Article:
Identity Theft and a List of other Common Scams
How these frauds work
Inheritance scheme: Targets are told a wealthy stranger died and are asked to help with banking. The come-on arrives in a lengthy letter asking for help in transferring large amounts of money. Recipients are assured large sums of money for little effort in return for their bank account data. Funds are then stolen from the victim's bank account. Identity theft:
Names, SIN or credit card numbers are hijacked. Signs of such theft are letters or phone calls stating approval or denial by a creditor when no application was made. Collection agencies contact victims demanding money; credit card statements arrive for purchases never made. Credit card statements no longer arrive. Cheque overpayment:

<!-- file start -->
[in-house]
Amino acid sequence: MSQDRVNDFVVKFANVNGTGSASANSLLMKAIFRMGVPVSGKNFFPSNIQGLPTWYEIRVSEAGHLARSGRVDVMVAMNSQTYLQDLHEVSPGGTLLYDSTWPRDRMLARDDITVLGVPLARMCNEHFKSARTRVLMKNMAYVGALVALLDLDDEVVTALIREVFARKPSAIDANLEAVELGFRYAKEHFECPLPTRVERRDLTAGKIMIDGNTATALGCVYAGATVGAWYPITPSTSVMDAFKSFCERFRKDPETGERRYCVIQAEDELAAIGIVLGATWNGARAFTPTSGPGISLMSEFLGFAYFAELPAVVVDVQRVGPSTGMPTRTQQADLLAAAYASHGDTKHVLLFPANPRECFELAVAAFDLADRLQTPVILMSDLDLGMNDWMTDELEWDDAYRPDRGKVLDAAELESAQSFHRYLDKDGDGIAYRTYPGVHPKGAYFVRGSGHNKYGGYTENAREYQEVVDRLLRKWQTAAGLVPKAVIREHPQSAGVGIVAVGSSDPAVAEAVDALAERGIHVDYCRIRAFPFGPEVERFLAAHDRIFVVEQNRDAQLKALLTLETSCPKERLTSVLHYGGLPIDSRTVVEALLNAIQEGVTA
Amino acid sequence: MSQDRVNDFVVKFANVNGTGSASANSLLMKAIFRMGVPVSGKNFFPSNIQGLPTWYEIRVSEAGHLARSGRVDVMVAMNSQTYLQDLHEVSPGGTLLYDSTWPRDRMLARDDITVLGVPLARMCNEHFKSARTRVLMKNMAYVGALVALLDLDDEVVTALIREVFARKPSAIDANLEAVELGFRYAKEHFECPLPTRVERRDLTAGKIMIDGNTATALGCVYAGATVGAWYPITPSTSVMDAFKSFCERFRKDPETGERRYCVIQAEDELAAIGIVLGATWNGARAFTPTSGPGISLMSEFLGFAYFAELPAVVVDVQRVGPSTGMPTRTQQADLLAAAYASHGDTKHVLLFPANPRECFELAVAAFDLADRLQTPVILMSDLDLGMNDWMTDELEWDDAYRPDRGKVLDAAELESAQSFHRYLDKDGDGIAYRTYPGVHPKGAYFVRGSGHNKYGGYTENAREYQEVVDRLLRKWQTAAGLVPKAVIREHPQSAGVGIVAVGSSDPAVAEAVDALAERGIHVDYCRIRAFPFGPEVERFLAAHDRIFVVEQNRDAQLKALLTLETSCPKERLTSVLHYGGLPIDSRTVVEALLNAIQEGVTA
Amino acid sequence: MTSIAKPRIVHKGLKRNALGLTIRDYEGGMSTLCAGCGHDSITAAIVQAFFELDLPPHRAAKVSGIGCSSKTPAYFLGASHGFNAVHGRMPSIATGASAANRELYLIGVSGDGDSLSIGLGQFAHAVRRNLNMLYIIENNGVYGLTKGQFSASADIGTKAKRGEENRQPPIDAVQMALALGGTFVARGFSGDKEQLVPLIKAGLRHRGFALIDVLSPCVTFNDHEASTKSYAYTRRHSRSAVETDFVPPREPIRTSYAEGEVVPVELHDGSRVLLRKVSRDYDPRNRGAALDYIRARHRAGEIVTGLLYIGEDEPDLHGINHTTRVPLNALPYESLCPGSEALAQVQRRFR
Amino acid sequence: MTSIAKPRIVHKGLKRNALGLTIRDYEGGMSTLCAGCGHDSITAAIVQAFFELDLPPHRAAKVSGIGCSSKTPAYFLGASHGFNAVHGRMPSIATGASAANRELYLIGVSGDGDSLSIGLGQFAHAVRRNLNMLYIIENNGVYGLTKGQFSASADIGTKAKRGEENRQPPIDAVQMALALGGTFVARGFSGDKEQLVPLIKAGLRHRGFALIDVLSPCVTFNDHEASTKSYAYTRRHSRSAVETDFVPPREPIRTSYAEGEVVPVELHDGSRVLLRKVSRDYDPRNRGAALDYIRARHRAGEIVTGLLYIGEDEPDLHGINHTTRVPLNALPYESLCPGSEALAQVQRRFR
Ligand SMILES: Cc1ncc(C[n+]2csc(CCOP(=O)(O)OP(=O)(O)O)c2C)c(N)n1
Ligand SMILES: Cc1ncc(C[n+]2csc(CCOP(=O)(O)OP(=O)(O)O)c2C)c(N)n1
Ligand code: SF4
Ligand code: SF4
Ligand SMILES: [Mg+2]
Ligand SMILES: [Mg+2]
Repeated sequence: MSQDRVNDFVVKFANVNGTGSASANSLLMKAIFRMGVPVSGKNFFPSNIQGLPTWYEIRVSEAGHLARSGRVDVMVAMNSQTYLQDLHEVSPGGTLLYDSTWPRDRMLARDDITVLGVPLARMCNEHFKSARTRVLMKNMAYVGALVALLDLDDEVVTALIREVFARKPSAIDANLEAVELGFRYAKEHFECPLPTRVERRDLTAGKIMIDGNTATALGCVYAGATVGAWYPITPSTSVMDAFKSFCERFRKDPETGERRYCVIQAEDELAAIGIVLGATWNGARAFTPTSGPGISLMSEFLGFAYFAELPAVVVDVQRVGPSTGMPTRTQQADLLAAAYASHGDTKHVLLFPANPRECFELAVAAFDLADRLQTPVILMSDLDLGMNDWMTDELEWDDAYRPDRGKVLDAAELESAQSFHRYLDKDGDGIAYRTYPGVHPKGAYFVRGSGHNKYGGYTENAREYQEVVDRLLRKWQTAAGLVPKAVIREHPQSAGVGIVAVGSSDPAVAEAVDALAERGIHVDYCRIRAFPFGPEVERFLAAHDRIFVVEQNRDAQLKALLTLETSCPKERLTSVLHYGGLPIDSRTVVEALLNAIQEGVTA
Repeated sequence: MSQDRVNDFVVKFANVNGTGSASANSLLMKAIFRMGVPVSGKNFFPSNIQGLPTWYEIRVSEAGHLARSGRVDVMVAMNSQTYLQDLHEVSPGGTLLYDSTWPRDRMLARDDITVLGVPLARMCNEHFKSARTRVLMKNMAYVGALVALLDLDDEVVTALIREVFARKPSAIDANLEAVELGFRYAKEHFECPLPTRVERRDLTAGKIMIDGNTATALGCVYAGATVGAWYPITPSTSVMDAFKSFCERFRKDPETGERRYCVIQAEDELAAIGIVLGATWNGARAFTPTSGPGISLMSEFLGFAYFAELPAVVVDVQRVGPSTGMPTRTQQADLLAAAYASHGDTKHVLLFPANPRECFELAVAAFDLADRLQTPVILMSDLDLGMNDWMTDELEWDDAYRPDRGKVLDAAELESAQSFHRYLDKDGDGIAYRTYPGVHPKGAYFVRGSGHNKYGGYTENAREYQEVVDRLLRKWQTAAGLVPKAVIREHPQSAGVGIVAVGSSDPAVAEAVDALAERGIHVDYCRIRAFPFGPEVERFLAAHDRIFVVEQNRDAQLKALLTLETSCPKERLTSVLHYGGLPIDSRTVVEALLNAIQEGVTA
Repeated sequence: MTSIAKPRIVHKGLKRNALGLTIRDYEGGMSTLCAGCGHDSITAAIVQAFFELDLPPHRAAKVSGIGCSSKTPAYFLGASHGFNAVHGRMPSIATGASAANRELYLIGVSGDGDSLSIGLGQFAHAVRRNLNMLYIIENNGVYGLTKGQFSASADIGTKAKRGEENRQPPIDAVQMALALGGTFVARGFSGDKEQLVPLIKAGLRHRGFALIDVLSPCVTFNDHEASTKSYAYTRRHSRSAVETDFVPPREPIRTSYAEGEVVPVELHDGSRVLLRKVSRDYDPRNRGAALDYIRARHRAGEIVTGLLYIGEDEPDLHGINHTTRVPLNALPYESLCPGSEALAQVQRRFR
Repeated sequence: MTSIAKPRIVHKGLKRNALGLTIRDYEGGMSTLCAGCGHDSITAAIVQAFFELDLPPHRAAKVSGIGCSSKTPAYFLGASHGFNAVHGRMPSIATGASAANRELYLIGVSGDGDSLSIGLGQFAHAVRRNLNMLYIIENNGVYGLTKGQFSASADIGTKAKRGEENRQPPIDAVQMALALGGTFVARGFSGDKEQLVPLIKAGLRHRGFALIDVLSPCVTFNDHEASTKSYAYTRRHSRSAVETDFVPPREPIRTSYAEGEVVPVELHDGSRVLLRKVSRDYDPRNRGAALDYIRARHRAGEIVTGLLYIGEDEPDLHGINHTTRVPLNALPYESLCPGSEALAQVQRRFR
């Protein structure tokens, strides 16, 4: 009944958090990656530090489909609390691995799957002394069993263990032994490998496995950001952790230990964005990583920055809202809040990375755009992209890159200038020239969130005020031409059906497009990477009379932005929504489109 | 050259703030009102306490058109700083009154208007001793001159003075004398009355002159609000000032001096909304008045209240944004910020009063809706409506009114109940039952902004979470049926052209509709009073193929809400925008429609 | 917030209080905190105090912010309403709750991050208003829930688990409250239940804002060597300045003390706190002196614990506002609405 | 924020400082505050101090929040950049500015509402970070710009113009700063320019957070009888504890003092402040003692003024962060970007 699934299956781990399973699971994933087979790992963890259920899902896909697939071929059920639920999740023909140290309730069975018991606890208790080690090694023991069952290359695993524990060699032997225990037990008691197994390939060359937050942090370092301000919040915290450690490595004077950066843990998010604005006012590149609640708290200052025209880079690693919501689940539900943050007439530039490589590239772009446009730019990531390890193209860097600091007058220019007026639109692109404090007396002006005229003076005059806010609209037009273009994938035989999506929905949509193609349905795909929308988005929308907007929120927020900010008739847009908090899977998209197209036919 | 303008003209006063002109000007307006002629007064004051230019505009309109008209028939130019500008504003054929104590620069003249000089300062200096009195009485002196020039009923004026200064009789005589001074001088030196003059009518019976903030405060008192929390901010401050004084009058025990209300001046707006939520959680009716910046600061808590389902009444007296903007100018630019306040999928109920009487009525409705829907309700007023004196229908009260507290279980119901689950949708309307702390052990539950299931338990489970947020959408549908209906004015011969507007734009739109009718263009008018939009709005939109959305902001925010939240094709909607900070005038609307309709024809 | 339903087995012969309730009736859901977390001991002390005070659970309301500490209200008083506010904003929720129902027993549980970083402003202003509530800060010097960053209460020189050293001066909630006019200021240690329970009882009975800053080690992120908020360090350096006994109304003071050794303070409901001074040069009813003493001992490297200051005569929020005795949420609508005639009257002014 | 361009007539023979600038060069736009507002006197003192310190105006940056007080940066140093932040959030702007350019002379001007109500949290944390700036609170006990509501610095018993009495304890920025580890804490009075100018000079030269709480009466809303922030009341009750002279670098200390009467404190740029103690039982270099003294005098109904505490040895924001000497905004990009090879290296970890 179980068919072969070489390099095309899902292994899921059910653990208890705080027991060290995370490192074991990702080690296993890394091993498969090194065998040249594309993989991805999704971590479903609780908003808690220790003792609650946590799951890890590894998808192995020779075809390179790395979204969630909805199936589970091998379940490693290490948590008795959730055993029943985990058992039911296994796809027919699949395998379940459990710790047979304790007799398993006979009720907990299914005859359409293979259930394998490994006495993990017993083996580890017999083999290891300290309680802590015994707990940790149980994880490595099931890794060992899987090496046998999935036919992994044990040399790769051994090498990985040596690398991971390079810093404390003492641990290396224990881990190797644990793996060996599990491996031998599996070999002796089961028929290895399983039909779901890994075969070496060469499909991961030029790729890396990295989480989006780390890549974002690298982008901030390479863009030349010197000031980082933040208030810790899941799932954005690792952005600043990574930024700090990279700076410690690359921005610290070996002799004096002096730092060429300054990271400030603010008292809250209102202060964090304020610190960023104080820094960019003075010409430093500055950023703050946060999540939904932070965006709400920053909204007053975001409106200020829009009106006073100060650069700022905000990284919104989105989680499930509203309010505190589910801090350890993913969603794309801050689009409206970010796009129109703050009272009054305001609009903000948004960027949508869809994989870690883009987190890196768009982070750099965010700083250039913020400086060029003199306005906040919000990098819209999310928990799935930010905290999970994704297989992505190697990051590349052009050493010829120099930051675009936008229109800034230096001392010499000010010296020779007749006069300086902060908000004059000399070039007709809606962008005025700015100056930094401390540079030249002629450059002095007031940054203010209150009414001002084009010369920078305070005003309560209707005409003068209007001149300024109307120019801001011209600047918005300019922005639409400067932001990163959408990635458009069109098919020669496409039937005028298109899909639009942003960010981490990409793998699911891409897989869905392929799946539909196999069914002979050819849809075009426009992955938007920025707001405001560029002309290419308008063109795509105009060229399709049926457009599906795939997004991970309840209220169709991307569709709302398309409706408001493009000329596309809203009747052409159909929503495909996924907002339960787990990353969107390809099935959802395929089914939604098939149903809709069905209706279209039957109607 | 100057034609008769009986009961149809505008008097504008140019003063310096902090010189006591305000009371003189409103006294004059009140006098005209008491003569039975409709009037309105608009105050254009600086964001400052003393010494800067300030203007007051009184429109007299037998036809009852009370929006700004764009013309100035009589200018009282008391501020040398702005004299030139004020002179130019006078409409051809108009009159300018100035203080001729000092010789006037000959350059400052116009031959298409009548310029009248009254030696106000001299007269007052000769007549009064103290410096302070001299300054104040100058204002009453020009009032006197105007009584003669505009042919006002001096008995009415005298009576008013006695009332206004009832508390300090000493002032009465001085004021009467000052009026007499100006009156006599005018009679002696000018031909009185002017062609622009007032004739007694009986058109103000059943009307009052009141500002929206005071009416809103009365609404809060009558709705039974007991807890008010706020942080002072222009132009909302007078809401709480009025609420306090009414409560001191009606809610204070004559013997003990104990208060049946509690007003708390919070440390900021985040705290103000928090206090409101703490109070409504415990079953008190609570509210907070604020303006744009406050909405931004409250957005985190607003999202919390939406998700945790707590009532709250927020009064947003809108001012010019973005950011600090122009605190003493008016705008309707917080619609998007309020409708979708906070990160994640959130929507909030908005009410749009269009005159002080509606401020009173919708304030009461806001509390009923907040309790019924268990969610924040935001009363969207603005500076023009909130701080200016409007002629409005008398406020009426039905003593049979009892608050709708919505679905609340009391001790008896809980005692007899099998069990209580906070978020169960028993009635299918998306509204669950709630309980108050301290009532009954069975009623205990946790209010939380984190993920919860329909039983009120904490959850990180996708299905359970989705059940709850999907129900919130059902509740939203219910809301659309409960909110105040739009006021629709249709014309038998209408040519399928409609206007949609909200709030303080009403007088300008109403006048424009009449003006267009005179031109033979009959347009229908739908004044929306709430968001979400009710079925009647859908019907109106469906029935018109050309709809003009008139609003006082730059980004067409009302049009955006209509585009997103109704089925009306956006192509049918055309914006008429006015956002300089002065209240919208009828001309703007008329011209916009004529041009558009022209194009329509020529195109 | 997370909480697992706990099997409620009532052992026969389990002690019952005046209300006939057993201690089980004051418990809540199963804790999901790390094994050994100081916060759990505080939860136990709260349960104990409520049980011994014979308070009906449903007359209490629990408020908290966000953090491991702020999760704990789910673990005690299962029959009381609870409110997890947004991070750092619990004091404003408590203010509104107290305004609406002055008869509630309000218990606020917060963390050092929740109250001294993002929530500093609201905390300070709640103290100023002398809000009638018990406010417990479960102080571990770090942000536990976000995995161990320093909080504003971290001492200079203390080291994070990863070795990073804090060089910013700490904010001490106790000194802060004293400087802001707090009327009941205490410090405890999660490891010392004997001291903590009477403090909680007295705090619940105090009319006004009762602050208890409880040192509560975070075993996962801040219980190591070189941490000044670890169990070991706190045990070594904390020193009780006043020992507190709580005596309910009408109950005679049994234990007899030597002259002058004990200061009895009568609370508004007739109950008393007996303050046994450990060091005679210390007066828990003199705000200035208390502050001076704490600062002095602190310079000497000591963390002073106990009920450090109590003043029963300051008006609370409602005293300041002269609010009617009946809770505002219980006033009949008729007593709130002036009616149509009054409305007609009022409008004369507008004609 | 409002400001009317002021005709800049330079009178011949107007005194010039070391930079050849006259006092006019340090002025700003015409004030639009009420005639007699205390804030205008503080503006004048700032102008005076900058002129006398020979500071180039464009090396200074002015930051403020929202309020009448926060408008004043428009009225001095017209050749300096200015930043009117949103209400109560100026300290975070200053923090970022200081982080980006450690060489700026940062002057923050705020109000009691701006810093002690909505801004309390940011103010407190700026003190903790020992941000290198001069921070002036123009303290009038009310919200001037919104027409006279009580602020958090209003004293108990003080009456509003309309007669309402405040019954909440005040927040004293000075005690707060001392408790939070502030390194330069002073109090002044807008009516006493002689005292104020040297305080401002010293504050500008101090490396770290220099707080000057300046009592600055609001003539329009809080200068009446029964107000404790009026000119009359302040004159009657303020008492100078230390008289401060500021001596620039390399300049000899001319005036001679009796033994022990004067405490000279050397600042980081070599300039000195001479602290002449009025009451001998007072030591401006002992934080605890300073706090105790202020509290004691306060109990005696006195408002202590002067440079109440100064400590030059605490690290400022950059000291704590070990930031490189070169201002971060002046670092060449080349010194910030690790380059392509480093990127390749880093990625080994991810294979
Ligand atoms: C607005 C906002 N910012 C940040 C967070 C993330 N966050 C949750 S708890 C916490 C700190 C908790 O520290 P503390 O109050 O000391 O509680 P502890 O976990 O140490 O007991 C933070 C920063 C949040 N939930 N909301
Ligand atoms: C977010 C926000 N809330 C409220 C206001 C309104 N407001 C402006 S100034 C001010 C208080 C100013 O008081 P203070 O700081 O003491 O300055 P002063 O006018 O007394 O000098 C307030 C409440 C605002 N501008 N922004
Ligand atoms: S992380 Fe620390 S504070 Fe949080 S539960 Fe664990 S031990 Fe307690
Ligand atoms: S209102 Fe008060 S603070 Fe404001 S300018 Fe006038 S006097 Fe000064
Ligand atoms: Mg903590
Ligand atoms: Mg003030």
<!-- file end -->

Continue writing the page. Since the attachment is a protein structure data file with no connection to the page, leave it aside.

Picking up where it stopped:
A phoney cashier's or personal cheque is received by the seller of a good or service for more than the amount owed. They're asked to deposit the cheque and wire the excess funds back to the purchaser. The deposited cashier's cheque is then returned as counterfeit and charged back to the seller. Advance fee:
The Nigerian letter scam, the pitch begins as a request for an urgent business transaction which can arrive through paper mail, e-mail or fax.